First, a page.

I’m struggling to make my story interesting, as whenever anyone asks me what it concerns I usually spend about ten seconds going “erm…uh…well…er…” before working out what it’s really about.
But hopefully this weekend I’m going to put a human interest angle onto it which – if actually published anywhere – would pull on the heartstrings much harder and make the council look like cold-hearted bastards.
Because as much as public relations people hate process stories getting out, us journalists don’t like writing them much either.
November 23, 2006
The smoking ban comes into effect on April 2nd in Wales, and small businesses are saying they’re not ready for it.
While larger hotels and restaurants are backing the ban, and expect to do quite well from it, places which have traditionally attracted smokers could lose a substantial number of their customers.
In Cardiff’s Central Market, the Bull Terrier cafe is one such business. Around four in every five customers go there specifically to smoke, but from April, they will have to go elsewhere.
I spoke to the cafe’s manager Sam Maher and asked her about the future of her business once the smoking ban comes in:
The Welsh Assembly aren’t willing to offer financial assistance. In Sam’s words “they don’t care, they’re not bothered at all”. So while many food outlets will see their custom increase thanks to the smoking ban, places such as this which have for decades attracted people because of smoking, look to have a fairly bleak future.
Last week I wrote a slightly controversial article titled You’re Buggered, Deal With It. It was a post aimed at those who deny the reality of the declining newspaper industry.
Well today I heard from Sarah Radford, who seems to be one of those at the forefront of Newspapers 2.0 (to use a very hackneyed phrase). She’s an online journalist at Newbury Today which was recently named the best weekly newspaper website by the Newspaper Society.
What interested me most about the site was that the newspaper behind it – the Newbury Weekly News – is one of the few independents left in the country. Most local newspapers are owned by one of the conglomerates like Trinity Mirror or Newsquest. So it’s refreshing (albeit not surprising) to see that it’s the independents who are being the most forward-looking and innovative.
Well, probably because they don’t have to worry about shareholders. If the success of Newbury Today proves anything, it’s that newspapers and stock markets should only meet in the business pages, and shouldn’t be the overriding business model.
November 22, 2006
As part of the online journalism course at Cardiff I have to write an online feature about journalism, citizen media, futurology, design or ‘online life’, whatever that may be.
I also have to write a post – yes, this one! – explaining what I’m going to do. The trouble is… I’ve already done it. So please carry on reading but ignore the fact that everything is written in the future tense.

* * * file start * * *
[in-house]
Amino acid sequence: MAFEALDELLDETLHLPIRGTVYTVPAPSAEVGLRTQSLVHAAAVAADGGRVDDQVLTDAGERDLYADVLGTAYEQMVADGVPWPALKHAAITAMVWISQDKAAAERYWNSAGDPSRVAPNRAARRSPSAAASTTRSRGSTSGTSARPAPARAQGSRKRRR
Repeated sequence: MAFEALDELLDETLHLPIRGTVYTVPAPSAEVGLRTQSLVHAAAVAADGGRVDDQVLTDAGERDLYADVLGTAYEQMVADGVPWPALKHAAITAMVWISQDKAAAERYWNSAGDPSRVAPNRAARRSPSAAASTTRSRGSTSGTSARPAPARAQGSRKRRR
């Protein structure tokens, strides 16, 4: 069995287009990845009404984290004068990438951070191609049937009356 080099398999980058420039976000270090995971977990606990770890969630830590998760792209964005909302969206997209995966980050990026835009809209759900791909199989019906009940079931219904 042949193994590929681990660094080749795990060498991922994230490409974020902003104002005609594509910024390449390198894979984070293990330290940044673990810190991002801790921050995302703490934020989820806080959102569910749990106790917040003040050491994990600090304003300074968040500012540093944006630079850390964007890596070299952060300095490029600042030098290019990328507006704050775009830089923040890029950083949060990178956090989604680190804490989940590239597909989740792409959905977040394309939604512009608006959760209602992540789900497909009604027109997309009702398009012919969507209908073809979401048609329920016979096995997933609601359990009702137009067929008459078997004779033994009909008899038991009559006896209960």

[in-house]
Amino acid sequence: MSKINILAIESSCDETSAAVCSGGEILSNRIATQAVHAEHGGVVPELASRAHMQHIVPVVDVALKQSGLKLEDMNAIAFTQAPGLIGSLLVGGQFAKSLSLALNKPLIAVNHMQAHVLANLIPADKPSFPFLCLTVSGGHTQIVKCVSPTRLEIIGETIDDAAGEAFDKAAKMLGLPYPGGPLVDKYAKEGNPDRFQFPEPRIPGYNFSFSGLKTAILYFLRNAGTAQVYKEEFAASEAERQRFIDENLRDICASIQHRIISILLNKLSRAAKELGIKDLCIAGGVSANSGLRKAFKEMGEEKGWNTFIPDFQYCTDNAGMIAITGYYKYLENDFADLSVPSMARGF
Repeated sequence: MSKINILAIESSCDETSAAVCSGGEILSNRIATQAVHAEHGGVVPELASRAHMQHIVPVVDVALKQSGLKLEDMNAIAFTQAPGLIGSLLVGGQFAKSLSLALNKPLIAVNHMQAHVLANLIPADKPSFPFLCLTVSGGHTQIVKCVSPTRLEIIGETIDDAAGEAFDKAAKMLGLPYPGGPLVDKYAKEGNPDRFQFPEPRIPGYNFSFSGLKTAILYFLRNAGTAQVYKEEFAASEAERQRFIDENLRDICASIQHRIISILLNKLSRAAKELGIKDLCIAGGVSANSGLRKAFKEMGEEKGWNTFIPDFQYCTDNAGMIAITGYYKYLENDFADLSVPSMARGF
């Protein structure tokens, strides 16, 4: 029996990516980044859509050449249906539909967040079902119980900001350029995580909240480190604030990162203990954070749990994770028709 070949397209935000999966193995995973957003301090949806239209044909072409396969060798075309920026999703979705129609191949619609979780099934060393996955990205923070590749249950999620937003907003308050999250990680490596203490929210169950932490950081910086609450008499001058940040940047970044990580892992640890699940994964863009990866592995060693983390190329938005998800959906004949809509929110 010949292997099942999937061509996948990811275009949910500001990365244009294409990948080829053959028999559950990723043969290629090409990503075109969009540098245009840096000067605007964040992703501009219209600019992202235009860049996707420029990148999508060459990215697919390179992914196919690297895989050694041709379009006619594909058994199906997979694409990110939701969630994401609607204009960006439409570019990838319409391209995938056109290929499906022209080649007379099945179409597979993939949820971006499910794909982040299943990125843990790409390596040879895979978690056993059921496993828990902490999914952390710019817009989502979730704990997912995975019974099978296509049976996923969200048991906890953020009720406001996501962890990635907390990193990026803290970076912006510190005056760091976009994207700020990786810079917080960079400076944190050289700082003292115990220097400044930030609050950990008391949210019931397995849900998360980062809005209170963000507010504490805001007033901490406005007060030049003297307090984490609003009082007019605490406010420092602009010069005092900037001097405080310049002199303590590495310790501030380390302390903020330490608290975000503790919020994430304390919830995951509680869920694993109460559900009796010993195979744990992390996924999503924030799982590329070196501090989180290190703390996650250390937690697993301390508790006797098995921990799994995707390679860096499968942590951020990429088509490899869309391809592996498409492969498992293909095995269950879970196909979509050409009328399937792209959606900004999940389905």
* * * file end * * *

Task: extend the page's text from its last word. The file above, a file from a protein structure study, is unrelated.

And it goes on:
I’m planning to visit 18 Doughty Street, the online political TV station run by Iain Dale and a number of other right-wing bloggers. I’m interested in how this original venture might affect political broadcasting – and politics itself – in the future.
I’ll interview some of the faces behind the channel and observe what they do before writing a witty and informative piece about the station. I’ll add some photos and maybe even get an interview with Iain Dale and Donal Blaney where I might ask them all about their venture and put across some searching questions. If I’m really lucky I might even be able to interview the Shadow Home Secretary David Davis and perhaps include some photos of him too. I bet you can’t wait.
November 16, 2006
The BBC has been online for over nine years, but only now is it about to join the World Wide Web.
You might think I sound slightly mad, but this is basically the point that the head of BBC News Interactive Pete Clifton made today when he spoke to students in Cardiff.
You see, while the Beeb’s news website – imho the best website in existence – has very much been part of the internet, Mr Clifton and his team are hoping to reconnect the site with the ‘web’ through aggregation, wikis, APIs and better use of blogging, vodcasts ( such as the superb STORYFix ) and video.
What does this mean?
It means you’ll be able to use BBC content on your own blog or your website, whether that’s a text story, video (embedded onto your page like a YouTube video), graphic or interactive guide. It means you’ll find more BBC content on places like iTunes and the like. And it means on the BBC website you’ll find far more links to other websites, in recognition of the fact that other people can do many things better.
One example of this is the BBC’s Country Profiles – such as this one – which will continue to have some static information provided by the BBC, but will increasingly have content from further afield, such as a list of the latest stories from Argentina created by other news providers, as well as the latest news in video from the country. What’s most exciting is that this model is likely to be used elsewhere on bbc.co.uk, and we saw some very impressive examples.
Other interesting parts of the talk were about how far the Beeb’s blogging might go (not very, says Pete), and his views on the BBC iPlayer, due out next April (not very useful for BBC News).
But as an aspiring journalist, the best part of the talk was on how people should apply for a job. Pete Clifton’s mantra was:
If they can’t spell they can f**k off basically.
Good point, well made.